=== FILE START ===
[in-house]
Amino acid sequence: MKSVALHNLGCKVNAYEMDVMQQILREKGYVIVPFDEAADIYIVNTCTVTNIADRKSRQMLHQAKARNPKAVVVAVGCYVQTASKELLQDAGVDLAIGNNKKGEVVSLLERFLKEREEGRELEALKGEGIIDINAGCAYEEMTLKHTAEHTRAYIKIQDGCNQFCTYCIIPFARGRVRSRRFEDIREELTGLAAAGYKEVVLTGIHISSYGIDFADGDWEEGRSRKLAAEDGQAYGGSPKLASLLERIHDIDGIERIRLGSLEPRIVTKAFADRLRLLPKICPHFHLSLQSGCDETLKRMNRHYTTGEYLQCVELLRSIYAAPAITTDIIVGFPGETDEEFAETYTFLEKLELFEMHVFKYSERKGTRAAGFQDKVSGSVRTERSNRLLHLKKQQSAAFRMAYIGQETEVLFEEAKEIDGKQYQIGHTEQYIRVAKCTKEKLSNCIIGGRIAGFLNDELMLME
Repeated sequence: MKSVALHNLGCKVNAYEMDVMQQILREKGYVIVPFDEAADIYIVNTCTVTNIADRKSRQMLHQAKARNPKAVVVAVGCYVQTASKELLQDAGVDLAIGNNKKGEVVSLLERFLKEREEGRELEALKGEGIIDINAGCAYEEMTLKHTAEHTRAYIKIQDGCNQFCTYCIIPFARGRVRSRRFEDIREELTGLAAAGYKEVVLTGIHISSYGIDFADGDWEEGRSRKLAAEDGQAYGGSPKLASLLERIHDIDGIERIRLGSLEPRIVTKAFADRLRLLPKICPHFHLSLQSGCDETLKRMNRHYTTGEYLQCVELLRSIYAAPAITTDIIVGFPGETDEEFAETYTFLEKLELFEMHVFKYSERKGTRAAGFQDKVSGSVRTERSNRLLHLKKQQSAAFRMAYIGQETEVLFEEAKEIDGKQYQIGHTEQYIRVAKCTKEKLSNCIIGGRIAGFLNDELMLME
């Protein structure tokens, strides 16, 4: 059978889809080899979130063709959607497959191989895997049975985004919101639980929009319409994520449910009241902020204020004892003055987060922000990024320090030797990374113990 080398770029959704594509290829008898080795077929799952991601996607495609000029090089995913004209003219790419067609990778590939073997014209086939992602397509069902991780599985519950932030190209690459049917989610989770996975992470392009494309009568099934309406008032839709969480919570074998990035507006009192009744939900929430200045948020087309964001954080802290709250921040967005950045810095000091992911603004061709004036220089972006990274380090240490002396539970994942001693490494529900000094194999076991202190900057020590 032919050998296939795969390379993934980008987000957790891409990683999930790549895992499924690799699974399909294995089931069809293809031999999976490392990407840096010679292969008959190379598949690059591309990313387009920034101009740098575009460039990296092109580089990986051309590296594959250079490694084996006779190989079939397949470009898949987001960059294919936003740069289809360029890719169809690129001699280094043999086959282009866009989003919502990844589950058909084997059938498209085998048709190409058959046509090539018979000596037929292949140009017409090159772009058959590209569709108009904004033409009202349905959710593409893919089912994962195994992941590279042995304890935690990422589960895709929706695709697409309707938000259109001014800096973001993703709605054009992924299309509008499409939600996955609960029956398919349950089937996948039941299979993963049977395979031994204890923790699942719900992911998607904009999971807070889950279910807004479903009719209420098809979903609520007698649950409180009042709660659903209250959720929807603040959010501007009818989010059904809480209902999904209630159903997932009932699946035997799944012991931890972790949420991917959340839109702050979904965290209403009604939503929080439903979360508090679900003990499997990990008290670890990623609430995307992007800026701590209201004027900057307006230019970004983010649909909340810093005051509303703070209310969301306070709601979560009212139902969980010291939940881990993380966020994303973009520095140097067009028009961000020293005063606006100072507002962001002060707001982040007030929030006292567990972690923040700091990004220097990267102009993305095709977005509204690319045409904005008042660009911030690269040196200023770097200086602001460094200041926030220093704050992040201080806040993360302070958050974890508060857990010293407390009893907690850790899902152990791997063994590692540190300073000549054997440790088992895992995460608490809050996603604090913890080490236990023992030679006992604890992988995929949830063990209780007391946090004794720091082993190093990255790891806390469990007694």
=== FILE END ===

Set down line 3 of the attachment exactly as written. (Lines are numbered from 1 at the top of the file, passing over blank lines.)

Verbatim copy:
Repeated sequence: MKSVALHNLGCKVNAYEMDVMQQILREKGYVIVPFDEAADIYIVNTCTVTNIADRKSRQMLHQAKARNPKAVVVAVGCYVQTASKELLQDAGVDLAIGNNKKGEVVSLLERFLKEREEGRELEALKGEGIIDINAGCAYEEMTLKHTAEHTRAYIKIQDGCNQFCTYCIIPFARGRVRSRRFEDIREELTGLAAAGYKEVVLTGIHISSYGIDFADGDWEEGRSRKLAAEDGQAYGGSPKLASLLERIHDIDGIERIRLGSLEPRIVTKAFADRLRLLPKICPHFHLSLQSGCDETLKRMNRHYTTGEYLQCVELLRSIYAAPAITTDIIVGFPGETDEEFAETYTFLEKLELFEMHVFKYSERKGTRAAGFQDKVSGSVRTERSNRLLHLKKQQSAAFRMAYIGQETEVLFEEAKEIDGKQYQIGHTEQYIRVAKCTKEKLSNCIIGGRIAGFLNDELMLME